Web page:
Monday, June 8, 2009
Tuesday, March 31, 2009
Last night I went to dinner with my grade school buddies. We've known each other since Kindergarten and we still have dinner together on an almost-monthly-basis. They gave me some flack about my absence here and got me thinking that having someone significant to write for can be as important as having something significant to write about.
In their honor, I would like to express how important I think it is to have old friends. They are the friends I can completely be myself with. They are the ones that I can say anything to. They are the friends that I know I can trust. I can share my worst mom moments, uber-brag on my daughters' accomplishments and talk about my hopes for personal achievements without an ounce of discomfort on my part or judgement on theirs.
They are the meaning of friendship for me. I leave each meal with them with a smile on my face and with a knowledge that I am not alone in this. They always have something to teach, something to share, something to give. And although I do not get to see these women near enough, each time we are together, we pick up right where we left off.
I don't have to hide any part of where I came from...they were there. I don't have to watch what I say about my current situation..they are in it with me. I don't have to worry about our friendship ending over something silly...they aren't going anywhere. They are my past, they are my present and they will be my future.
Friday, February 13, 2009
Thank you to all of those who have offered up prayers, shared kind words and simply asked what was wrong. I appreciate you.
At the services today the poem below was read aloud -- I wanted to share it because it is filled with words we should have on our minds always, not just when a loved one is lost.
The Dash Poem - by Linda Ellis
I read of a man who stood to speak
At the funeral of a friend
He referred to the dates on her tombstone
From the beginning to the end
He noted that first came the date of her birth
And spoke the following date with tears,
But he said what mattered most of all
Was the dash between those years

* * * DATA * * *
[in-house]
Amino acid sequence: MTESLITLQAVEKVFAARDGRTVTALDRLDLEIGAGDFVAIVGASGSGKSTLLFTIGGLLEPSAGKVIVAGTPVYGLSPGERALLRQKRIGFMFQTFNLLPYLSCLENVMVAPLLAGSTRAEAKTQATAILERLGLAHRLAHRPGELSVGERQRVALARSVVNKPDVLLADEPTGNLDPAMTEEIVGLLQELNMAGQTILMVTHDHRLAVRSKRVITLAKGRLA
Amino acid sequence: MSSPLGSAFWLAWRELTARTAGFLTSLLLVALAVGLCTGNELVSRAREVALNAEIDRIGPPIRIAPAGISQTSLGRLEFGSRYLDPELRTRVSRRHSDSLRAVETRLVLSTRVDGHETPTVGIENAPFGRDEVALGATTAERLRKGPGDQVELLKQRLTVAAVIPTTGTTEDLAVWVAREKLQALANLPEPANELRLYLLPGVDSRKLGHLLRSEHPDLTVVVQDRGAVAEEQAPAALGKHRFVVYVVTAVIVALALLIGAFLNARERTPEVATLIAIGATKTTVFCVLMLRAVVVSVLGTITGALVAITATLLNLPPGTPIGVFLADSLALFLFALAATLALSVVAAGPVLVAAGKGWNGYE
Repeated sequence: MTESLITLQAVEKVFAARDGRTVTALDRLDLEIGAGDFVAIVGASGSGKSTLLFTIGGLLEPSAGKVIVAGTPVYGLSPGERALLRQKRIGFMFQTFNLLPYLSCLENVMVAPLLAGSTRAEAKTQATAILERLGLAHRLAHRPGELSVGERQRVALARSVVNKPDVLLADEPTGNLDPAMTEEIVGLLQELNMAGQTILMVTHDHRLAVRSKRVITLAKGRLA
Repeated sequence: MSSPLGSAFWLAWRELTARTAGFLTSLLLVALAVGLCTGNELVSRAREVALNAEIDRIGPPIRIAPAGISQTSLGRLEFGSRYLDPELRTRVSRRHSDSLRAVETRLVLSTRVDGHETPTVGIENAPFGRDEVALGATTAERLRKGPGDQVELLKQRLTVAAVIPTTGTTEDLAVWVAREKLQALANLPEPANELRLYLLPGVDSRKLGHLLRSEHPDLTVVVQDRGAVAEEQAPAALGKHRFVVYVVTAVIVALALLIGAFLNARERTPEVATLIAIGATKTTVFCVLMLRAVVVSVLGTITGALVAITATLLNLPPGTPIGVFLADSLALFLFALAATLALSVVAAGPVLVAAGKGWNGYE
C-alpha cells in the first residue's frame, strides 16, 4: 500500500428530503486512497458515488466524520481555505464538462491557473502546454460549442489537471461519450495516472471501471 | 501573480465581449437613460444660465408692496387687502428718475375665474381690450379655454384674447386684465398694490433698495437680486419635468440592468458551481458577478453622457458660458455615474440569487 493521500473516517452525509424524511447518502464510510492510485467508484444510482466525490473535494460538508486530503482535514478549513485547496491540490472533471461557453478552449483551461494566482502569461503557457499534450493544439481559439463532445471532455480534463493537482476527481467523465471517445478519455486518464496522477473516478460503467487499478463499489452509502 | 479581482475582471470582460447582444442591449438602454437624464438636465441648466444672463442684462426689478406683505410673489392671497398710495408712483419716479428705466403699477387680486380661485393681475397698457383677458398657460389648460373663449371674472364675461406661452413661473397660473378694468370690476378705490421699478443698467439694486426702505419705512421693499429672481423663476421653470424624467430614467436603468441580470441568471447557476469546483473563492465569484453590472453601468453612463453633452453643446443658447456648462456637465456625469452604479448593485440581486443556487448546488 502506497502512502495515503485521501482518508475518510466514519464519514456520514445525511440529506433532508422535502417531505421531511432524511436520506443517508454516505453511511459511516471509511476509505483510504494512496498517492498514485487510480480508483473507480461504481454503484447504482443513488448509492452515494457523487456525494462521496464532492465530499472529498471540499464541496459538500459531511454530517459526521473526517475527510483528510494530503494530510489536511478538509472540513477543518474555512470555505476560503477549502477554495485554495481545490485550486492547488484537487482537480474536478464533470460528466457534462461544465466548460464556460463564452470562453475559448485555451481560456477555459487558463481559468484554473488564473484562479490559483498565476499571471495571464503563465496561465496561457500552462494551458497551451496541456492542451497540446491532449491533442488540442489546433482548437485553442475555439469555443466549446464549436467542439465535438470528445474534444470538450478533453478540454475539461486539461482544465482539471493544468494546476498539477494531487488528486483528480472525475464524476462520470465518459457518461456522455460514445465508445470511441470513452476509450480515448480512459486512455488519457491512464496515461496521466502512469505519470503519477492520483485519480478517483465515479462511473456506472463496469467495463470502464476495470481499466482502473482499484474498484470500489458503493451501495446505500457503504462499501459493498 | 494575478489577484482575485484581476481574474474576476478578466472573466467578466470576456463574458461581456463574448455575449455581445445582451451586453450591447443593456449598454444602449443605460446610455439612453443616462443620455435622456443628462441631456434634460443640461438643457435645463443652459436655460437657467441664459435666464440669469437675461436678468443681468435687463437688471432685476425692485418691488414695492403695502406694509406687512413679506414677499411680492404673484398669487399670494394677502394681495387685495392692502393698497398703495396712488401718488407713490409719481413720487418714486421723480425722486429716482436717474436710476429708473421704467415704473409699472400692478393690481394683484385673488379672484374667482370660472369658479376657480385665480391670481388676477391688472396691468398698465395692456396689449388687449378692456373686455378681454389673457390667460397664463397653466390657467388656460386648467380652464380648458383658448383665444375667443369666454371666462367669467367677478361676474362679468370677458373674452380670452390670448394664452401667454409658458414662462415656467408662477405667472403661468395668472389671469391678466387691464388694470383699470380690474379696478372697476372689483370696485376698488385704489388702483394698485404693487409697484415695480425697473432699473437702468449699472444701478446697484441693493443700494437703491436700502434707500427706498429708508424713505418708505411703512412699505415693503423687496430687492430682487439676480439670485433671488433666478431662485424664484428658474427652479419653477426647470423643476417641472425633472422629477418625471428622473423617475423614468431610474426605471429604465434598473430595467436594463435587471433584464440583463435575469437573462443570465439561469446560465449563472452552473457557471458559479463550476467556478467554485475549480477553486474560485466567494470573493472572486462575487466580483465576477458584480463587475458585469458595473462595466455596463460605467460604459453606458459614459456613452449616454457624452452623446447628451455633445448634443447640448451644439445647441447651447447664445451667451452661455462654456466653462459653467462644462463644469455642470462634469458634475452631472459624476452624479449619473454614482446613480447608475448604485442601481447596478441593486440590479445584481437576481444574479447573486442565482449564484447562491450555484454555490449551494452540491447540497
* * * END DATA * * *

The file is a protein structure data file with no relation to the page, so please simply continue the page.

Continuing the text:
For that dash represents all the time
That she spent alive on earth.
And now only those who loved her
Know what that little line is worth.
For it matters not how much we own;
The cars, the house, the cash,
What matters is how we live and love
And how we spend our dash.
So think about this long and hard.
Are there things you’d like to change?
For you never know how much time is left,
That can still be rearranged.
If we could just slow down enough
To consider what’s true and real
And always try to understand
The way other people feel.
And be less quick to anger,
And show appreciation more
And love the people in our lives
Like we’ve never loved before.
If we treat each other with respect,
And more often wear a smile
Remembering that this special dash
Might only last a little while.
So, when your eulogy is being read
With your life’s actions to rehash
Would you be proud of the things they say
About how you spent your dash?
©1996 Linda Ellis
Thursday, February 5, 2009
With the kids we blare the music of our favorite songs in the car. We try to sit down as a family and watch TV shows like American Idol -- this always gets us cracking up about one thing or another. And we talk at the dinner table -- and kids really do say the darnedest things.
I've really began to adore our parish school. I've met so many people there that make me happy -- and that makes me want to get more and more involved. I attend Mops, which is filled with many, many amazing women. I am extremely involved in a church group there where I've manufactured friendships that you can't find anywhere else. And I fit in social functions and activities with fellow Kindergarten moms where I've found some really fun friends (and hope to find even more). There is something special about being close friends with your kids' closest friends' parents.
I enjoy my workouts. I have actually found myself smiling during my spinning classes (weird, huh). Not only because it makes me feel good about myself-- but it does, it really does! But also because I actually get some of my best thinking done during the class. To get past the pain -- my mind wonders somewhere else and to distract myself from the physical work I end up going inside mentally and I get to hash out in my head things that are weighing on me. So I'm shedding stress and calories.
I give myself "me" time. Whether it's a night out with the girls, lunch out with my mom or even just an hour of catching up with my Tivo. I need it. I deserve it.